- The S.M. Krishna magic yet to work for the Congress. Ticket distribution dominated by M. Kharge, Dharam Singh and Siddaramaiah.
- BJP hit by rift between Ananth Kumar, Yediyurappa. Along with the Bellary lobby, the party is being pulled in three different directions.
- The secular vote is split, pundits predict a hung assembly. If so, Deve Gowda will play kingmaker, again.
***Before the ticket allotment drama shifted to Delhi last week, the Congress party in Karnataka held marathon meetings to shortlist candidates for the 224 assembly constituencies going to the polls next month. Senior central leaders and local bigwigs argued ceaselessly, trying to put together a list of 'winnable' candidates. But one person conspicuous by his minimal involvement (at times even by his absence) was the man the high command had specifically dispatched to Karnataka, S.M. Krishna. One top Congress leader told Outlook: "I was watching Krishna for two days. The first day he came in and stayed for about 30 minutes... when we spent more than 10 hours discussing tickets. The next day he didn't even put in an appearance."
What went wrong? What happened to all the hype surrounding Krishna's re-entry into state politics? There was much expectation that he would contest the polls either from Maddur in Mandya district or from one of the many Bangalore constituencies. That hasn't happened. The last day for filing nominations for these constituencies was April 23.
Yediyurappa (centre) with Ananth Kumar (right), state BJP chief Sadanand Gowda
If the Krishna-in-Karnataka plan has not panned out for the Congress, all is not well in the BJP camp either. Party insiders worry about the growing differences between senior leaders B.S. Yediyurappa and H.N. Ananth Kumar. Yediyurappa has kept control of the seat allotment process and, like Krishna in the Congress, Ananth Kumar looks a little lost in the process. The Bellary lobby, the Yediyurappa lobby and the Ananth Kumar lobby seem to be pulling in three different directions. But the party has a positive spin for this. Ganesh Karnik, MLC, says, "There are more people eager to contest on a BJP ticket now...they see us coming to power this time."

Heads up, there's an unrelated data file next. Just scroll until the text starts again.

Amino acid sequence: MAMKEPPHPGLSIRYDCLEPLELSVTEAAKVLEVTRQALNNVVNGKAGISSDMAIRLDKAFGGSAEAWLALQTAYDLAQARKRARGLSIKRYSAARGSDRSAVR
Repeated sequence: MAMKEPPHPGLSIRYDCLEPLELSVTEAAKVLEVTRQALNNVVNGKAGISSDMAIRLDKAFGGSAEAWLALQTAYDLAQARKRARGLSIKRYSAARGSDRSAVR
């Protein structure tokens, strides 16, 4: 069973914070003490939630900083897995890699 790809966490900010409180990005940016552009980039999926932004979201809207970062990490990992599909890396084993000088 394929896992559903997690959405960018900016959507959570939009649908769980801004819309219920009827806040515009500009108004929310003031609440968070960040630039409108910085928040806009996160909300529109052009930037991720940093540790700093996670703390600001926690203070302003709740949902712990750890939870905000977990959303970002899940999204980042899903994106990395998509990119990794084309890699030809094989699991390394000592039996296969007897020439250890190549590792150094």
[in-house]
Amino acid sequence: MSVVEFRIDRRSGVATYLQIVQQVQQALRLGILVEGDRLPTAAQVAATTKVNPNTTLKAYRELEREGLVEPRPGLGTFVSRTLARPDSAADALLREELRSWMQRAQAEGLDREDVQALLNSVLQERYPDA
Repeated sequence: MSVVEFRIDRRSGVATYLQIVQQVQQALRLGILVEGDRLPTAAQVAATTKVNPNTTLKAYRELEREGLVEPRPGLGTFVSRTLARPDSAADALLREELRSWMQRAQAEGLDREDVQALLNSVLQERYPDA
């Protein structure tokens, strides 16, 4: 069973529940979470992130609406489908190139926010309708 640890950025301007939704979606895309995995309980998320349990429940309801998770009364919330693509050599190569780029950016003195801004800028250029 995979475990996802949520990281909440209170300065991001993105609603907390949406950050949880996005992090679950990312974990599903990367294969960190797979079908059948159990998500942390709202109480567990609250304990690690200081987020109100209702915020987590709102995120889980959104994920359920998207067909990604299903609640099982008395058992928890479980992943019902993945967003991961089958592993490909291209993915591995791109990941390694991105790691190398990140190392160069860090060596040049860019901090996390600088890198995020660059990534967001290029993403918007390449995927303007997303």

With a three-phase election, from May 10-22, no one is making pointed predictions. But across party lines, the threat of a hung verdict looms large. Reason: too many claimants for the 'secular vote' and too little depth in the BJP (vis-a-vis winnable candidates in all seats). The latter, in fact, has so far announced only 171 candidates. There are rumours that the bsp may swing with the BJP in some seats. As far as the 'secular vote' is concerned, there is the sp, JD(S) and also the bsp to compete with the Congress. It is reliably learnt that the JD(S) is focusing on about 60 seats and is 'confident' of getting 30. The Congress wants to consolidate the 'secular vote' by tying up with the SP, but its Karnataka leader S. Bangarappa is as temperamental as ever.
As of now, the state Congress is firmly in the grip of PCC president Mallikarjuna Kharge, and to an extent ex-CM Dharam Singh. In the tickets distributed so far too, their influence is evident. The talk these days is that if the party secures a simple majority, then it's Kharge who will be CM and not Krishna. In the event of a hung assembly, the only leader who appears acceptable is Dharam Singh.
Ex-deputy CM and Kuruba leader Siddaramaiah also appears prominent though for some he's only focused on getting tickets to people who crossed over with him from the JD(S). The Congress expects Siddaramaiah to deliver the Kuruba votes, the third largest community in the state, and also influence the other backward classes. The high command perhaps thought that Krishna would get the middle-class urban votes as well as arrest the slide in the Vokkaliga-dominant old Mysore region.
But there has been so much of dissension in the region that the BJP, which never had a big presence here till now, has been able to woo away Congress rebels. A case in point is Madhu Gowda, son of Made Gowda, ex-Congress MP from Mandya. He's now contesting the Maddur seat, Krishna's former constituency, on a BJP ticket. "If Krishna had a decisive role, he'd have ensured the Congress did not mess up with the ticket distribution on his home turf," feel party workers.
Krishna's low profile is also explained in two other ways. A former legislator says: "There may be a fear in the party that if Krishna is projected over Kharge, the Dalit votes may drift to the BSP." The other argument is that since there is a perception that it'll be a hung verdict, projecting Krishna as CM is a futile exercise since he would anyway not be acceptable to a coalition partner—which by default is assumed to be the JD(S).
But Krishna loyalists feel it's a little far-fetched to say that Dalit votes will slide if Kharge is not given prominence. They point out that the BSP is in the fray in all 224 constituencies, so the Dalit vote will get split anyway. "Also, the Dalit vote is not homogeneous, the BSP is likely to attract the votes of the Madiga community among SCs, who were traditionally with the Congress." The Congress does not have any prominent Madiga leader.
Although campaigning will be frenetic in the next few weeks, many leaders are also gearing up for what will be hectic post-poll activity. If the outcome is a hung house, then both the BJP and the Congress will have to woo Deve Gowda. Will it then be a repeat of 2004? The humble farmer has already declared that "no national party can come to power without JD(S) support".